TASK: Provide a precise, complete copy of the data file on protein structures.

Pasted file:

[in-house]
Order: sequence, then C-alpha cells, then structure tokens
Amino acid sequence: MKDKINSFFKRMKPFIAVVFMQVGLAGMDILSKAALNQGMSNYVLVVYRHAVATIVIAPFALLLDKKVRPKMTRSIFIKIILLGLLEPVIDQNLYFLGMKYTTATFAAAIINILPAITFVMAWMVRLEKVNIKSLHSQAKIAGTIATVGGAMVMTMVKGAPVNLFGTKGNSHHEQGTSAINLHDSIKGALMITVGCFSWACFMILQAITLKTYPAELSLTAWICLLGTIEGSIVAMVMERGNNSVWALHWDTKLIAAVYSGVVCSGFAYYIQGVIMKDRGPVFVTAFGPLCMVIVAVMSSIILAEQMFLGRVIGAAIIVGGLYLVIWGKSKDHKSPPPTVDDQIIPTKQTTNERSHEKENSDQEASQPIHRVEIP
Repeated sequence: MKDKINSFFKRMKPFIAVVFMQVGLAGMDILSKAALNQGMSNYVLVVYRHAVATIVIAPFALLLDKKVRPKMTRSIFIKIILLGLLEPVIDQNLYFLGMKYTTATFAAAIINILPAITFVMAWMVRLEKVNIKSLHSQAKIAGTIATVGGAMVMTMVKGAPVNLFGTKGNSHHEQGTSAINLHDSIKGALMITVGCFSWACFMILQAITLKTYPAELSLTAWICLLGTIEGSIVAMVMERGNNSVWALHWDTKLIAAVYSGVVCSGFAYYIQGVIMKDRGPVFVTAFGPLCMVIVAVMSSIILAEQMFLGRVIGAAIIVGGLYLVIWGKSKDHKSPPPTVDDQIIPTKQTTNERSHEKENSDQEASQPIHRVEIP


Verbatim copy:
[in-house]
Order: sequence, then C-alpha cells, then structure tokens
Amino acid sequence: MKDKINSFFKRMKPFIAVVFMQVGLAGMDILSKAALNQGMSNYVLVVYRHAVATIVIAPFALLLDKKVRPKMTRSIFIKIILLGLLEPVIDQNLYFLGMKYTTATFAAAIINILPAITFVMAWMVRLEKVNIKSLHSQAKIAGTIATVGGAMVMTMVKGAPVNLFGTKGNSHHEQGTSAINLHDSIKGALMITVGCFSWACFMILQAITLKTYPAELSLTAWICLLGTIEGSIVAMVMERGNNSVWALHWDTKLIAAVYSGVVCSGFAYYIQGVIMKDRGPVFVTAFGPLCMVIVAVMSSIILAEQMFLGRVIGAAIIVGGLYLVIWGKSKDHKSPPPTVDDQIIPTKQTTNERSHEKENSDQEASQPIHRVEIP
Repeated sequence: MKDKINSFFKRMKPFIAVVFMQVGLAGMDILSKAALNQGMSNYVLVVYRHAVATIVIAPFALLLDKKVRPKMTRSIFIKIILLGLLEPVIDQNLYFLGMKYTTATFAAAIINILPAITFVMAWMVRLEKVNIKSLHSQAKIAGTIATVGGAMVMTMVKGAPVNLFGTKGNSHHEQGTSAINLHDSIKGALMITVGCFSWACFMILQAITLKTYPAELSLTAWICLLGTIEGSIVAMVMERGNNSVWALHWDTKLIAAVYSGVVCSGFAYYIQGVIMKDRGPVFVTAFGPLCMVIVAVMSSIILAEQMFLGRVIGAAIIVGGLYLVIWGKSKDHKSPPPTVDDQIIPTKQTTNERSHEKENSDQEASQPIHRVEIP